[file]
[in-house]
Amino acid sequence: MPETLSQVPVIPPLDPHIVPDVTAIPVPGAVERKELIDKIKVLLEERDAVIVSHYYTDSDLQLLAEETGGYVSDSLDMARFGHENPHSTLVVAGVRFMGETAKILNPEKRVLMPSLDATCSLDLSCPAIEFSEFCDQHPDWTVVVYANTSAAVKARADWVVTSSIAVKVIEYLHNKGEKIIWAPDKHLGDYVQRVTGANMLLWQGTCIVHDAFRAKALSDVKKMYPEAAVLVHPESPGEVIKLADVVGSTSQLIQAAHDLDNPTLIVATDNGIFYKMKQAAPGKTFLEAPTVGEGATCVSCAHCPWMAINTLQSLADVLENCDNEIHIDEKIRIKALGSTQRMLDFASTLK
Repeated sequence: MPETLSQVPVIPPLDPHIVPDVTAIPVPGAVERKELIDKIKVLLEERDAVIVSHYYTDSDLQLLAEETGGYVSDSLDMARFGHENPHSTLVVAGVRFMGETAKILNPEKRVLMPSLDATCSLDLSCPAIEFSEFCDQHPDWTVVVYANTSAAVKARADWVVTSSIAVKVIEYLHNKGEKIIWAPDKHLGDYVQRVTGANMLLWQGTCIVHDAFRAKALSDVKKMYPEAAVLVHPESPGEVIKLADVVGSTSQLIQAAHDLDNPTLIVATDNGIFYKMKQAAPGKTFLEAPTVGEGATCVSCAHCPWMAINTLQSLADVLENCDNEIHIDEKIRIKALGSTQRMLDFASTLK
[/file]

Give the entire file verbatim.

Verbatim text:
[in-house]
Amino acid sequence: MPETLSQVPVIPPLDPHIVPDVTAIPVPGAVERKELIDKIKVLLEERDAVIVSHYYTDSDLQLLAEETGGYVSDSLDMARFGHENPHSTLVVAGVRFMGETAKILNPEKRVLMPSLDATCSLDLSCPAIEFSEFCDQHPDWTVVVYANTSAAVKARADWVVTSSIAVKVIEYLHNKGEKIIWAPDKHLGDYVQRVTGANMLLWQGTCIVHDAFRAKALSDVKKMYPEAAVLVHPESPGEVIKLADVVGSTSQLIQAAHDLDNPTLIVATDNGIFYKMKQAAPGKTFLEAPTVGEGATCVSCAHCPWMAINTLQSLADVLENCDNEIHIDEKIRIKALGSTQRMLDFASTLK
Repeated sequence: MPETLSQVPVIPPLDPHIVPDVTAIPVPGAVERKELIDKIKVLLEERDAVIVSHYYTDSDLQLLAEETGGYVSDSLDMARFGHENPHSTLVVAGVRFMGETAKILNPEKRVLMPSLDATCSLDLSCPAIEFSEFCDQHPDWTVVVYANTSAAVKARADWVVTSSIAVKVIEYLHNKGEKIIWAPDKHLGDYVQRVTGANMLLWQGTCIVHDAFRAKALSDVKKMYPEAAVLVHPESPGEVIKLADVVGSTSQLIQAAHDLDNPTLIVATDNGIFYKMKQAAPGKTFLEAPTVGEGATCVSCAHCPWMAINTLQSLADVLENCDNEIHIDEKIRIKALGSTQRMLDFASTLK